by Amanda Raimer
Widener University American Government Student
An article in the New York Times, “’Super PACs’ Finally a Draw for Democrats”, discusses how more donors are coming forward and giving large sums of money to the super PACs that support Democrats, like Priorities USA. However, they found that these newcomers were not the same categories of people who donated in the 2008 campaign, but instead are centralized to “pre-Obama” Democratic supporters such as trial lawyers, unions, and Hollywood. They also found that many of the new donors had previously been wary of super PACs as a source of unlimited funds and did not want to support these groups they felt were abusing the loophole developed in the Citizens United Supreme Court ruling. Now, however, these people feel like the only way to shut down these super PACs is to use that power to elect officials who will change the law to eliminate these groups.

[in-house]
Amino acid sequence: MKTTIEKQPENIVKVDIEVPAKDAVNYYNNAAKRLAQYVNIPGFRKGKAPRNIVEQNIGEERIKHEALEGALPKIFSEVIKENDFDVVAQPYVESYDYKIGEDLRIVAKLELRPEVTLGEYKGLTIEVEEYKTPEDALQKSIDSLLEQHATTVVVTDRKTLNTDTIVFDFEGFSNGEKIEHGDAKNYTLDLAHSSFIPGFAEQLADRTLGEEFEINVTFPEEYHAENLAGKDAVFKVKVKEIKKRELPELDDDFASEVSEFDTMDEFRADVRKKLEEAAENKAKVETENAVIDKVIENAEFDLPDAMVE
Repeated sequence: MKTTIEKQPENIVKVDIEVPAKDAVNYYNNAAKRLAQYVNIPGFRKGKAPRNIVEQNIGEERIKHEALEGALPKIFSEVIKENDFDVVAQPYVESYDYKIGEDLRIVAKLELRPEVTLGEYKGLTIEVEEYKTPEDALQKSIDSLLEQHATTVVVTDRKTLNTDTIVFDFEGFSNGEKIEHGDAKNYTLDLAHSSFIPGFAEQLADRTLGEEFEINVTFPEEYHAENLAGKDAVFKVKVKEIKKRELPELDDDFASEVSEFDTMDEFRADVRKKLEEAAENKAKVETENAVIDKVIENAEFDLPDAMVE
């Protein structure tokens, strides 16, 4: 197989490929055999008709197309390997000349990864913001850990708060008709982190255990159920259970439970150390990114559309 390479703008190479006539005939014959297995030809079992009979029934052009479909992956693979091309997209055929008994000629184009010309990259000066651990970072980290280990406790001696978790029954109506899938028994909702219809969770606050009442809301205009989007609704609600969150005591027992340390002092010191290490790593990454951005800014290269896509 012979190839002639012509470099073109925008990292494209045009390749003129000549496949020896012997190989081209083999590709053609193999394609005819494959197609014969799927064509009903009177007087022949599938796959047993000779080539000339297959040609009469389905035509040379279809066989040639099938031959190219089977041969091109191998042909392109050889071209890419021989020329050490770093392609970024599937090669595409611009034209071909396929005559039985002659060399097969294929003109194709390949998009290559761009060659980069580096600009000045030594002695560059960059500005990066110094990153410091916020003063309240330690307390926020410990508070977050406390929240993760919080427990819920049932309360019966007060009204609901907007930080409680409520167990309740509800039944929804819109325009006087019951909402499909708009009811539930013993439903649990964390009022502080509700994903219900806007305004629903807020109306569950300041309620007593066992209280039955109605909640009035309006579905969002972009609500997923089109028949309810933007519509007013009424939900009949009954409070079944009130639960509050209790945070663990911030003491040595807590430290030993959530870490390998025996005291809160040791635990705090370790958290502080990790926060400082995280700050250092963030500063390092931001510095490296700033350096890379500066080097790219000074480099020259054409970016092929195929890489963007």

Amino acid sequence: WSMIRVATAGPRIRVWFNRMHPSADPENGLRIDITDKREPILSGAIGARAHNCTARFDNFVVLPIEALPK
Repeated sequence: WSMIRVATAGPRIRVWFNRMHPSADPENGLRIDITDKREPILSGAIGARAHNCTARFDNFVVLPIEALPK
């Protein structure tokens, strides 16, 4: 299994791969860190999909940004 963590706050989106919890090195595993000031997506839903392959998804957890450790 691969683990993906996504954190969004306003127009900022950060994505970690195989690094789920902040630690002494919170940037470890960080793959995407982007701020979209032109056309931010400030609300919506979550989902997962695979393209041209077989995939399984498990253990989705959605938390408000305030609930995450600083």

While the amount of money raised by super PACs shows that Republicans have been exploiting this track more than the Democrats, attempting to raise over three times as much money, I’m not sure that this tactic will take down the super PACs, it may make them more powerful than they already are. Giving money to these super PACs increases their power and pull in the campaign, and I think that officials, regardless of political party, will have a hard time giving up such a large source of money without being forced. Also, these groups are so important to the Republican campaigns that any campaign finance reform involving taking away super PACs will not get enough support in our federal government to establish a new policy. Giving money to these super PACs in an effort to get rid of them seems to only strengthen them further and establish an even more critical role for these groups in campaign finance.